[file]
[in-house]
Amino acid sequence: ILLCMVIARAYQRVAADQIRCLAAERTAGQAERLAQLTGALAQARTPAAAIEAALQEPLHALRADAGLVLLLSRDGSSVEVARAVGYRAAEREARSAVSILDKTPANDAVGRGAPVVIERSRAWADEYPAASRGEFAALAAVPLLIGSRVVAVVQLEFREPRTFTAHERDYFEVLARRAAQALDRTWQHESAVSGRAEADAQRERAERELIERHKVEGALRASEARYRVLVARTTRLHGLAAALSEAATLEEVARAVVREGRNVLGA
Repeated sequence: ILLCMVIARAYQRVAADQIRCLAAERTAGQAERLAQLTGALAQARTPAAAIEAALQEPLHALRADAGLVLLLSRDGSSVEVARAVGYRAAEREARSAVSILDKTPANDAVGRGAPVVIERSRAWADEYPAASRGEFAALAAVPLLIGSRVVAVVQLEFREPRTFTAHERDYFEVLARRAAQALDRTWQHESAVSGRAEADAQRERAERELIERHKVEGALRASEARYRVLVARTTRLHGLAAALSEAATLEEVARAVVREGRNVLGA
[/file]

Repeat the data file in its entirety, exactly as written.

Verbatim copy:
[in-house]
Amino acid sequence: ILLCMVIARAYQRVAADQIRCLAAERTAGQAERLAQLTGALAQARTPAAAIEAALQEPLHALRADAGLVLLLSRDGSSVEVARAVGYRAAEREARSAVSILDKTPANDAVGRGAPVVIERSRAWADEYPAASRGEFAALAAVPLLIGSRVVAVVQLEFREPRTFTAHERDYFEVLARRAAQALDRTWQHESAVSGRAEADAQRERAERELIERHKVEGALRASEARYRVLVARTTRLHGLAAALSEAATLEEVARAVVREGRNVLGA
Repeated sequence: ILLCMVIARAYQRVAADQIRCLAAERTAGQAERLAQLTGALAQARTPAAAIEAALQEPLHALRADAGLVLLLSRDGSSVEVARAVGYRAAEREARSAVSILDKTPANDAVGRGAPVVIERSRAWADEYPAASRGEFAALAAVPLLIGSRVVAVVQLEFREPRTFTAHERDYFEVLARRAAQALDRTWQHESAVSGRAEADAQRERAERELIERHKVEGALRASEARYRVLVARTTRLHGLAAALSEAATLEEVARAVVREGRNVLGA